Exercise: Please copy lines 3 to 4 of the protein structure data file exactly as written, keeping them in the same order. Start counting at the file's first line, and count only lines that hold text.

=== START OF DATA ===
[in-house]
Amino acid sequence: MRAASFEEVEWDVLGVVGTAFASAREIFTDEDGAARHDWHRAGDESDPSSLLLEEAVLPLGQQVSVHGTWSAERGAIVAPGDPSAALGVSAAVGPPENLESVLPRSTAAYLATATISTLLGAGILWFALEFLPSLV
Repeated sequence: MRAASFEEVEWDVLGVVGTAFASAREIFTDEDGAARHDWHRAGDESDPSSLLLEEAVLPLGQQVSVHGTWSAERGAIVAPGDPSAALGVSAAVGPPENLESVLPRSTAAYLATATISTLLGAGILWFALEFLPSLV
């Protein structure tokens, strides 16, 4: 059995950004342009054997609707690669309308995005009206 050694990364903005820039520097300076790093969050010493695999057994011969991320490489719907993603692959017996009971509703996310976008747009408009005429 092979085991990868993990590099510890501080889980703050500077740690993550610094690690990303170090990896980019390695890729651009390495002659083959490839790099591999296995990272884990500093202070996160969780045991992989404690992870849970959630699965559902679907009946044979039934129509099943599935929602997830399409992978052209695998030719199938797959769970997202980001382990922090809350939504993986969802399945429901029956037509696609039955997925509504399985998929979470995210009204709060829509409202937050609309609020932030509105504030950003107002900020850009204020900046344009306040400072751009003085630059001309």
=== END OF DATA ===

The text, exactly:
Repeated sequence: MRAASFEEVEWDVLGVVGTAFASAREIFTDEDGAARHDWHRAGDESDPSSLLLEEAVLPLGQQVSVHGTWSAERGAIVAPGDPSAALGVSAAVGPPENLESVLPRSTAAYLATATISTLLGAGILWFALEFLPSLV
């Protein structure tokens, strides 16, 4: 059995950004342009054997609707690669309308995005009206 050694990364903005820039520097300076790093969050010493695999057994011969991320490489719907993603692959017996009971509703996310976008747009408009005429 092979085991990868993990590099510890501080889980703050500077740690993550610094690690990303170090990896980019390695890729651009390495002659083959490839790099591999296995990272884990500093202070996160969780045991992989404690992870849970959630699965559902679907009946044979039934129509099943599935929602997830399409992978052209695998030719199938797959769970997202980001382990922090809350939504993986969802399945429901029956037509696609039955997925509504399985998929979470995210009204709060829509409202937050609309609020932030509105504030950003107002900020850009204020900046344009306040400072751009003085630059001309």